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The old saw about anything you do for 21 days becoming a habit has been pretty much discredited, but there is a kernel of truth there — anything you do long enough becomes an ingrained behavior, a habit. Some people pick up habits quickly, others over a longer time span, but eventually, the behaviors become automatic.

Building productive habits, then, is a matter of repeating a desired behavior over a long enough period of time that you start doing it without thinking.

But how do you remember to do that? And what about the things that don’t need to be habits — the one-off events, like taking your paycheck stubs to your mortgage banker or making a particular phone call?

The trick to reminding yourself often enough for something to become a habit, or just that one time that you need to do something, is to interrupt yourself in some way in a way that triggers the desired behavior.

The wonderful thing about triggers (reminders)

A trigger is anything that you put “in your way” to remind you to do something. The best triggers are related in some way to the behavior you want to produce.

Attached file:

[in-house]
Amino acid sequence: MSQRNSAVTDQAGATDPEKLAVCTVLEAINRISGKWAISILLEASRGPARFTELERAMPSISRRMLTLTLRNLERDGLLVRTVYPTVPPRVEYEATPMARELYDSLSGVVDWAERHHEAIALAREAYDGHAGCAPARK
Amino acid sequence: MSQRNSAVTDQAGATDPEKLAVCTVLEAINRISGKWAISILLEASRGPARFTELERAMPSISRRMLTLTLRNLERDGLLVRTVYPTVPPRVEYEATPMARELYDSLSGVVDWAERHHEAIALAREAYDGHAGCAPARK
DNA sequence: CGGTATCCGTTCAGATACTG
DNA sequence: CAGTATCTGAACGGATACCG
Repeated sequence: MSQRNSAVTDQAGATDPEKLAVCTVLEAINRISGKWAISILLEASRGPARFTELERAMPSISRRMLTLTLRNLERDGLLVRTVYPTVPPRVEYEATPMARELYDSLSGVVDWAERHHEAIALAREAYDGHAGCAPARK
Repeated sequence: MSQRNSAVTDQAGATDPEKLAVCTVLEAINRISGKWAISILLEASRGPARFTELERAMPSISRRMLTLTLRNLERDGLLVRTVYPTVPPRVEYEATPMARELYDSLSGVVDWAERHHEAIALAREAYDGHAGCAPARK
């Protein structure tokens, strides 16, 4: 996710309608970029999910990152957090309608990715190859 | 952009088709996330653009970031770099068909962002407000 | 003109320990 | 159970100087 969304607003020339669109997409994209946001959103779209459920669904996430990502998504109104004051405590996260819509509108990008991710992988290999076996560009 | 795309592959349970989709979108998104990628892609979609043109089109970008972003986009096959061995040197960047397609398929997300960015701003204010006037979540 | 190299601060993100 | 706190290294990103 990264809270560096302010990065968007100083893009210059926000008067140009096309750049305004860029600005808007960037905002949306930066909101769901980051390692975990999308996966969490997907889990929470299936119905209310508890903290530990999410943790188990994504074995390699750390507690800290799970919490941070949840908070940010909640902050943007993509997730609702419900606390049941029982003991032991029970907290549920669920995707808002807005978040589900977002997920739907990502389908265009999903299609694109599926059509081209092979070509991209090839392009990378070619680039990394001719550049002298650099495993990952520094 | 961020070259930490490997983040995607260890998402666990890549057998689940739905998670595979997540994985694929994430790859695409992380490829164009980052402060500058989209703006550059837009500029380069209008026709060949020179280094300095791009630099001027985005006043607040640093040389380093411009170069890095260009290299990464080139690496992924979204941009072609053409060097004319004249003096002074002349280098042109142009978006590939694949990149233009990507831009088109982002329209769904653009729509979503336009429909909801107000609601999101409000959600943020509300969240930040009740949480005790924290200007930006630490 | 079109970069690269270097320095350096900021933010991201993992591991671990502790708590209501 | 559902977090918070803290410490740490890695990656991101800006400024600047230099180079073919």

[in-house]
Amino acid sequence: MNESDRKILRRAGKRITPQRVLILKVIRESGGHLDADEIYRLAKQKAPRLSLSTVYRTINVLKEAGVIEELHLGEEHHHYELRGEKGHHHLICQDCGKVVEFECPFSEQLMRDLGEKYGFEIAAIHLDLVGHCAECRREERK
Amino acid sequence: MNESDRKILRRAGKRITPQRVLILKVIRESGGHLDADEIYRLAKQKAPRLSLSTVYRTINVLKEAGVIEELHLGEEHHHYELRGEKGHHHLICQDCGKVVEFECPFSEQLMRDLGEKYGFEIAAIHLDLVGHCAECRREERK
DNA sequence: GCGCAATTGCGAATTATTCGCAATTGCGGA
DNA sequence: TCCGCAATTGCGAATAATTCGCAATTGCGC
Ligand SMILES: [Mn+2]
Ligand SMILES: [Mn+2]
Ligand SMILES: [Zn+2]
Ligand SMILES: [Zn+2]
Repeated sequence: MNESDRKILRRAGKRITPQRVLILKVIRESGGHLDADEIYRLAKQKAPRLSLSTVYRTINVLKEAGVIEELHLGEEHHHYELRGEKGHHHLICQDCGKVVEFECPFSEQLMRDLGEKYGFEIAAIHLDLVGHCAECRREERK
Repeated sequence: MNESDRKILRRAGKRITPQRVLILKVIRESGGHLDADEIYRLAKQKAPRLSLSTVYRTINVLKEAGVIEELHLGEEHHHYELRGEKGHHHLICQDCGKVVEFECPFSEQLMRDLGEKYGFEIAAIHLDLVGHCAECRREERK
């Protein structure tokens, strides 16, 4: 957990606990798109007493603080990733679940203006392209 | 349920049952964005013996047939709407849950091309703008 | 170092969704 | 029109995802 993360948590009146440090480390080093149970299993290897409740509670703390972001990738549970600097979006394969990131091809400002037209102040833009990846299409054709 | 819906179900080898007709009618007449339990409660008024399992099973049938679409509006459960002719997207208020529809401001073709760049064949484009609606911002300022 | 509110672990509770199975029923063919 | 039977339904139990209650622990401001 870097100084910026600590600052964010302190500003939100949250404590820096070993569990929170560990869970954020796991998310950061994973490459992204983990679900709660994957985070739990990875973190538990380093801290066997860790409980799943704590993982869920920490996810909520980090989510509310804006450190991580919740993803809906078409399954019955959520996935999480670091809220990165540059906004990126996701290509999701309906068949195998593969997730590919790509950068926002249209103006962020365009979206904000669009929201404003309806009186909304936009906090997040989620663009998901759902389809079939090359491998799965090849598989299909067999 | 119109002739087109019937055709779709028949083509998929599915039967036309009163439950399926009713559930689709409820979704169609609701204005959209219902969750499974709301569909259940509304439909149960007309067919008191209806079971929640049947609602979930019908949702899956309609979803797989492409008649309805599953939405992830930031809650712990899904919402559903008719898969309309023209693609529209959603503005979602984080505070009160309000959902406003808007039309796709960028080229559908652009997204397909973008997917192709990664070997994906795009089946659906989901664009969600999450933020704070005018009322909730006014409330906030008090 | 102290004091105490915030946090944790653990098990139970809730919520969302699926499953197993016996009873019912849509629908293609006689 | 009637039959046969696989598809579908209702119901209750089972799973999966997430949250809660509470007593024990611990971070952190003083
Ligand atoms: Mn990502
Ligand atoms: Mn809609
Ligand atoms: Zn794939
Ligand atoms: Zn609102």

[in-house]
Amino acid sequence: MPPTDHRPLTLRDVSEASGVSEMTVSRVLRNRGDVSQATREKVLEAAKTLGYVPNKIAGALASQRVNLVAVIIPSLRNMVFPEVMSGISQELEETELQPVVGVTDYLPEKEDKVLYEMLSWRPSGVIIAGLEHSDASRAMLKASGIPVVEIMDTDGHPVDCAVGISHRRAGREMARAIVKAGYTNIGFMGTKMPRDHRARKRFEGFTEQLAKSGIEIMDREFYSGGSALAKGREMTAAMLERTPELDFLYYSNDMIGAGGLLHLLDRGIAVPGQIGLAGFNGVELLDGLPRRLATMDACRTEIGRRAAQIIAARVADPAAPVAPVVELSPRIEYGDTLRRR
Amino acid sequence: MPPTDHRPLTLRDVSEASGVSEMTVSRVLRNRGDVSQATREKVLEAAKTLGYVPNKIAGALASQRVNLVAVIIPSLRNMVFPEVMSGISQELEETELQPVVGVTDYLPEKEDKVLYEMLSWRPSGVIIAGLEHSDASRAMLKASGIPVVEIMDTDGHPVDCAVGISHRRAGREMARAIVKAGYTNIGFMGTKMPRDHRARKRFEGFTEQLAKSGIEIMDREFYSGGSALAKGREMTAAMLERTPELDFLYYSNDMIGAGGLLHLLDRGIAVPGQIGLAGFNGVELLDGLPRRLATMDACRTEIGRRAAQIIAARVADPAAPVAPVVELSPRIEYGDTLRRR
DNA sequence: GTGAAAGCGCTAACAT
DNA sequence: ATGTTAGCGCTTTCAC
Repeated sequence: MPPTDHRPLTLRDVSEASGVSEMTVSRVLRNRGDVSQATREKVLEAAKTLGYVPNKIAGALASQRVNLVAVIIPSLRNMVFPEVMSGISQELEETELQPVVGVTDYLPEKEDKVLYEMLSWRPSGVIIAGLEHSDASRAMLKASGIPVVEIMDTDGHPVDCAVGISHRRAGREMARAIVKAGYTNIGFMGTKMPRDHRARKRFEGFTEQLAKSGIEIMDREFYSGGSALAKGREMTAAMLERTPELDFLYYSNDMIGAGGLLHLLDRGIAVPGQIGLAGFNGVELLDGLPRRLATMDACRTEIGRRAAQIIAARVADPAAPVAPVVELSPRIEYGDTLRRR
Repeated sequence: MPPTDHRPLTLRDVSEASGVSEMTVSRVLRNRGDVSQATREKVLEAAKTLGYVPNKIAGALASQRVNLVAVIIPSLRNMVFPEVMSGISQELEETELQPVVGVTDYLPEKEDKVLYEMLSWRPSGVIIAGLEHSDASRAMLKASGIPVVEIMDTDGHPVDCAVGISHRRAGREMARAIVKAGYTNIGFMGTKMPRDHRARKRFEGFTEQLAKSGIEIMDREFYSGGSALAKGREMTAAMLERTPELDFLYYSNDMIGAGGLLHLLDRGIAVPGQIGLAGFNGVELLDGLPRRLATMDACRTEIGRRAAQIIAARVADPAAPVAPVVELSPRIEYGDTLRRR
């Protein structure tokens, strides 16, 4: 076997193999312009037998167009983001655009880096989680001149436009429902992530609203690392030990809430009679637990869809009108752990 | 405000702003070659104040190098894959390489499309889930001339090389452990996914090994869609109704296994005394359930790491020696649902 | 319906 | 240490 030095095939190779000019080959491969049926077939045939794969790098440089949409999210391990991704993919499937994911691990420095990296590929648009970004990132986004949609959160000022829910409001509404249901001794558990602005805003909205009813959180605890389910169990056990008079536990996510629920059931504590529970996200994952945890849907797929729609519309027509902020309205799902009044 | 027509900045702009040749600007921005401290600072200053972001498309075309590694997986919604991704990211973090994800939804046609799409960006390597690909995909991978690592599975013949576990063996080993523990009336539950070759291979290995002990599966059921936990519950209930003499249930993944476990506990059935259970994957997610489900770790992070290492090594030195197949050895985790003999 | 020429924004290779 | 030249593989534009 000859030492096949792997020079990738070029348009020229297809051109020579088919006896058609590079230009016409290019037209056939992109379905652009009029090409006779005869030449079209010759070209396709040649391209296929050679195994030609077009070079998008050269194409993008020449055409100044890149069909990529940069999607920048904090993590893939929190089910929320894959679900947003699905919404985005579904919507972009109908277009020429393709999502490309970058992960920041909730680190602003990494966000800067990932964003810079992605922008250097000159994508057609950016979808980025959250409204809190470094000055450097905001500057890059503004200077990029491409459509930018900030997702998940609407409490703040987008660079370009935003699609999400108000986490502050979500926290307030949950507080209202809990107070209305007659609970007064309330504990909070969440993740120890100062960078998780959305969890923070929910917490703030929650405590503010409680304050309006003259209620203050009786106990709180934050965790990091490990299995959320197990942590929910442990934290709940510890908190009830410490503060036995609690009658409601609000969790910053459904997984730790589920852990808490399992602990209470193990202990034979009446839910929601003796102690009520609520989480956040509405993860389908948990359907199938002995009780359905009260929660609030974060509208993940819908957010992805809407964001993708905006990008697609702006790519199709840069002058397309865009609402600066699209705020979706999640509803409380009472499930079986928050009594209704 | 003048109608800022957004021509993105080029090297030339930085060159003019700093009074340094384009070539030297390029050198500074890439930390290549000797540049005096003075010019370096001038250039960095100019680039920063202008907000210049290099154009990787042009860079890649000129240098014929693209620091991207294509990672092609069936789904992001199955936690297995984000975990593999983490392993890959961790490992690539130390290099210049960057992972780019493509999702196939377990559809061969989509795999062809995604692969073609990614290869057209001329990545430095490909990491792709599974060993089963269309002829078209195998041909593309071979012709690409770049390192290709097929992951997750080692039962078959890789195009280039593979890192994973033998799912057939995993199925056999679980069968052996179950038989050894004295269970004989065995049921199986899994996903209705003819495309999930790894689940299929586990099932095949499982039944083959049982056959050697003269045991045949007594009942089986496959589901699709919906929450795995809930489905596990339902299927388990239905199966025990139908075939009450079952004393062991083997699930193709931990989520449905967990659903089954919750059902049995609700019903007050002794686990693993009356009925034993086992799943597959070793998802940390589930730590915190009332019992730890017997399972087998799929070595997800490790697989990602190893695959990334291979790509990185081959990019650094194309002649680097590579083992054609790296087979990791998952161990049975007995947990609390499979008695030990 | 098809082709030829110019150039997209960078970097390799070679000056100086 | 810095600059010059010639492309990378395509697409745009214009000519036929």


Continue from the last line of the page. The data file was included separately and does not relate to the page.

For instance, if you want to remember to take something to work that you wouldn’t normally take, you might place it in front of the door so you have to pick it up to get out of your house.

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But anything that catches your attention and reminds you to do something can be a trigger. An alarm clock or kitchen timer is a perfect example — when the bell rings, you know to wake up or take the quiche out of the oven. (Hopefully you remember which trigger goes with which behavior!)

If you want to instill a habit, the thing to do is to place a trigger in your path to remind you to do whatever it is you’re trying to make into a habit — and keep it there until you realize that you’ve already done the thing it’s supposed to remind you of.